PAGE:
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Ethics, health insurance, Lasso of truth

The “crack cocaine” of Canadian universal health care

Michele Bachmann, once again displaying her deep caring for the American people and her intricate understanding of the nuances of health care, voiced her last-minute opposition to Obamacare by stating the President is eager to “Get Americans addicted to the crack cocaine of dependency on government health care.” However inelegant her phrasing, I suspect she speaks in concept for a fair number of Obamacare opponents.

This is what Canadian “crack” addicts smoke…

– No co-payments.

No hospital bills.

– No skipping mammograms or Pap smears because there is no extra $80.

– No exclusions for physical therapy, occupational therapy, and speech therapy.

Now every “drug” has a downside. It’s true that you might wait several months for an elective hip replacement if you smoke Canadian crack are a Canadian getting health care in Canada and in some centers there are access issues for highly specialized services. For example, some people have to travel for radiation therapy although it’s still covered. The cost of prescriptions can also add up without a supplemental prescription drug plan through work. If you insist on a CT scan that isn’t needed you probably won’t get it, but if your doctor does cave and orders it you might have to wait 2 months for the unnecessary CT scan. However, if you need a CT scan you will be triaged according to medical urgency and when you get the scan will not be affected by much except your medical need. Elective care is just that, elective. There is a lot less instant gratification for the worried well, but that typically works out for the best because the more tests you run on the worried well, the more tests they want.

You know what the big healthcare debate is in Canada right now? (Well, one of them, because I’m sure there are a few). How to get EVERY Canadian screened and treated for hepatitis C because it is curable. It’s a tough slog with the current drugs and can take up a year or longer (it’s that bad many people liken it to chemo), however, by the end of 2014 new drugs will be available that will shorten the duration of treatment to 12 weeks. Yes, curing hepatitis C in 12 weeks. Anticipating the new medications and coming up with a strategy for eliminating a disease for all Canadians. That’s the “crack cocaine” of government health care in Canada.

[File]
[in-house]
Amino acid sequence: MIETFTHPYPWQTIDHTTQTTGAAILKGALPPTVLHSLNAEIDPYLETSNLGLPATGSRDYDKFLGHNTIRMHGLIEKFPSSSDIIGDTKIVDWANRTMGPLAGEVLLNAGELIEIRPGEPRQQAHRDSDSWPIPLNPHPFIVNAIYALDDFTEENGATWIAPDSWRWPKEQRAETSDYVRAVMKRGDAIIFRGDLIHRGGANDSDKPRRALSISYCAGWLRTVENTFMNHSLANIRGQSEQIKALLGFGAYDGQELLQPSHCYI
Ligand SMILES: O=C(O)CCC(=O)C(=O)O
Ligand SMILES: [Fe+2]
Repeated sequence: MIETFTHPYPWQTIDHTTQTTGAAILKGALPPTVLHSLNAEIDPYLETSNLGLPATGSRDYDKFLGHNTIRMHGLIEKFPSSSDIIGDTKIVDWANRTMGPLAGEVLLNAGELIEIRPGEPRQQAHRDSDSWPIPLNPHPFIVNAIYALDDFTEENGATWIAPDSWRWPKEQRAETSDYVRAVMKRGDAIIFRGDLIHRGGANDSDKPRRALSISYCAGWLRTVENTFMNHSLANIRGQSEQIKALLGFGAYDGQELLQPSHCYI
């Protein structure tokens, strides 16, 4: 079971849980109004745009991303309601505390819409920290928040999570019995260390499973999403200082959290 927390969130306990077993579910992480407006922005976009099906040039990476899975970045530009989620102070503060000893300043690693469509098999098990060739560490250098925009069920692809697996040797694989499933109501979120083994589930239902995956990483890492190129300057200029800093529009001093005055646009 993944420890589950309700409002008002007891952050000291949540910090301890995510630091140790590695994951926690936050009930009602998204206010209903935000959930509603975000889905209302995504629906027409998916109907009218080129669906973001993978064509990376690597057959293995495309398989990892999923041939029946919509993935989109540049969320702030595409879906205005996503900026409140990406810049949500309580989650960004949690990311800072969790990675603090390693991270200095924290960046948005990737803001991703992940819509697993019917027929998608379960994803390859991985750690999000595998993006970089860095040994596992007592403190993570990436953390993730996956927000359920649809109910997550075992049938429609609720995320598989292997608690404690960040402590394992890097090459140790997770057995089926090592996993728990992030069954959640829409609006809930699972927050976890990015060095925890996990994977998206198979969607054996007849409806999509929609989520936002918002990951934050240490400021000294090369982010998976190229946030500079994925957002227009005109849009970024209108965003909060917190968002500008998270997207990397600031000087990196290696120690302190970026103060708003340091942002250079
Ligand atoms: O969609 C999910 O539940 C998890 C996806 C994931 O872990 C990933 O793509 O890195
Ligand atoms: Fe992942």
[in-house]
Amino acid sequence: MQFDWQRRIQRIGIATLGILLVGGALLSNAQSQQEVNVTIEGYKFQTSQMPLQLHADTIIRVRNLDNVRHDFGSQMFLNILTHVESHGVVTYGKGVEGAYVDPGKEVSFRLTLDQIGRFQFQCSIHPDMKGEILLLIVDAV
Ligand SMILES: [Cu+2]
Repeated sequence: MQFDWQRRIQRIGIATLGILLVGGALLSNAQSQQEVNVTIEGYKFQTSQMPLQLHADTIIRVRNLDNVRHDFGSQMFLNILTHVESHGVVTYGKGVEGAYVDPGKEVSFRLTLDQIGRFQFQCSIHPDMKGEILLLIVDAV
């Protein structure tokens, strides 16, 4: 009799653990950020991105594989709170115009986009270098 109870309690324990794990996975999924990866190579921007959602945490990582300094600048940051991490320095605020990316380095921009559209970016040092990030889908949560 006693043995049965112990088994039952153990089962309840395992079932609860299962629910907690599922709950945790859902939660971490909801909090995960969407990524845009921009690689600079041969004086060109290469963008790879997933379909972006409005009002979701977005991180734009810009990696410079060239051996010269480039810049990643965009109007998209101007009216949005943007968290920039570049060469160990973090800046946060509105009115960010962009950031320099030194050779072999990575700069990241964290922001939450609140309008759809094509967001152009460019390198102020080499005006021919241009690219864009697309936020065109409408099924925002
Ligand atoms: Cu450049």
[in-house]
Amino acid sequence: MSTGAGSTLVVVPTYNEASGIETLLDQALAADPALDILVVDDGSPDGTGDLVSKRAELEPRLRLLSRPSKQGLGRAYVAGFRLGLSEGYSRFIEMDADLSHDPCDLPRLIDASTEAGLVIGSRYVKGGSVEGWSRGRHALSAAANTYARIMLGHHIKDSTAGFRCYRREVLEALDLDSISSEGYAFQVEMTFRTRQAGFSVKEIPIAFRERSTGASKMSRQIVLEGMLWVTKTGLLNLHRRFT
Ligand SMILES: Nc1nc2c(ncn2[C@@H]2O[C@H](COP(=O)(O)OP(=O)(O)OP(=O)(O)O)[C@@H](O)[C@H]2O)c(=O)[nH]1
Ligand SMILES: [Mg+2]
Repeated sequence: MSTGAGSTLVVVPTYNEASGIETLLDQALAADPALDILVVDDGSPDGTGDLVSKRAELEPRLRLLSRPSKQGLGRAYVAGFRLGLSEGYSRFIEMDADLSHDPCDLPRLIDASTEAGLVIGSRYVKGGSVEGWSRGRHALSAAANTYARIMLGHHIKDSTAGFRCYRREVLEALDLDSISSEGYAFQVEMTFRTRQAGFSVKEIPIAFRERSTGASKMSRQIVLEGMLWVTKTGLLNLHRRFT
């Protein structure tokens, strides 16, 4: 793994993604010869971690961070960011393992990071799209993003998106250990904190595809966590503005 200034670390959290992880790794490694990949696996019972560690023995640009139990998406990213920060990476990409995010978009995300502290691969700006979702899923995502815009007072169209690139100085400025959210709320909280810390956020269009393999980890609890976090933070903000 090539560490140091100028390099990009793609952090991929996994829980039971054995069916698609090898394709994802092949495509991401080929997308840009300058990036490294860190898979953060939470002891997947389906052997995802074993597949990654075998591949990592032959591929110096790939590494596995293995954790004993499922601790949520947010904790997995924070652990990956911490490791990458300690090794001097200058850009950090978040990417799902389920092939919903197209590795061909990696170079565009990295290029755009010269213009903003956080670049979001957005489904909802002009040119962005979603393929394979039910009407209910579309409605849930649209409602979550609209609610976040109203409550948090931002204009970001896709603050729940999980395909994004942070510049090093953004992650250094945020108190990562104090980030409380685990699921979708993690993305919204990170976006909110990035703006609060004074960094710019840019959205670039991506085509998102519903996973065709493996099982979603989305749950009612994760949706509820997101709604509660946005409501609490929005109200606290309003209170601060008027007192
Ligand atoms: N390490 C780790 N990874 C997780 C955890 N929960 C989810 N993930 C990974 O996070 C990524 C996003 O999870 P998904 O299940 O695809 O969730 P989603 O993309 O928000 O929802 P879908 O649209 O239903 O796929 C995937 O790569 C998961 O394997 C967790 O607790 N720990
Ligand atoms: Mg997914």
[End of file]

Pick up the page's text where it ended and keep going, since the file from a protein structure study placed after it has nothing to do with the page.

Over to you, Michele Bachmann.


9 thoughts on “The “crack cocaine” of Canadian universal health care

  1. But, But, Freedom!

    Posted by rekster | October 1, 2013, 7:57 am
  2. I love my Canadian healthcare *crack*, despite being a rural/remote user of healthcare and dealing with those issues wrt accessing healthcare, and I never want to be without it.

    I’ve also used the French and Dutch *crack*, and I dare say these peoples wouldn’t go without, either.

    Posted by Joy | October 1, 2013, 8:40 am
  3. Well written! You make the point succinctly when talking about the crack problem.

    Posted by Jamie Bourgeois | October 1, 2013, 10:27 am
  4. We would have some of that Health care *crack* except when Jesus brought the Constitution down from the mountain to give to Thomas Jefferson, he neglected to include universal health care!

    Posted by rekster | October 1, 2013, 12:27 pm
  5. I wish we could have some of that crack.

    It kills me that we try and pretend we are a civilized country yet we deny affordable health care to our citizens. And when we finally get something that is kind of ok in place people have to throw temper tantrums about it. ZOMG people that previously could not afford health insurance will now be able to do so, how horrible and awful! *roll eyes* What really pisses me off is that because of this temper tantrum people that could ill afford to are having to do with out pay while the people having said temper tantrum get payed no matter what.

    Posted by Awesomemom | October 1, 2013, 5:33 pm
  6. I like the realism of your article – we have a good system, but you’re also acknowledging that it’s not perfect. I am proud of our healthcare system and am thankful, as someone with a chronic illness, but I also wish we were more engaged in the fact that it’s not sustainable in its current form without changes. I wish people weren’t afraid to talk about potential changes to it – and that’s changes that will make it better, more efficient, and potentially more sustainable. But it’s like we’re too emotionally attached to the idea of universal healthcare to even go there….

    Posted by dpr | October 2, 2013, 11:18 am
  7. Danish crack is also pretty good. You get your number from the Central Person Registry, a jackbooted federal repository of information repugnant to every red blooded American, chose the doctor you want and be on your way. Fall off your bike and break your arm? See the doc and get it fixed, no waiting and no copay. Have a cough? See the doc that morning. Need a hip replacement and liver transplant? That will take a few weeks, but not many in the context of long term degenerative illnesses.

    Sure the income tax rates are high by American standards, but the payoff is well worth the sticker shock.

    Posted by Robert L. Bell | October 6, 2013, 3:19 pm


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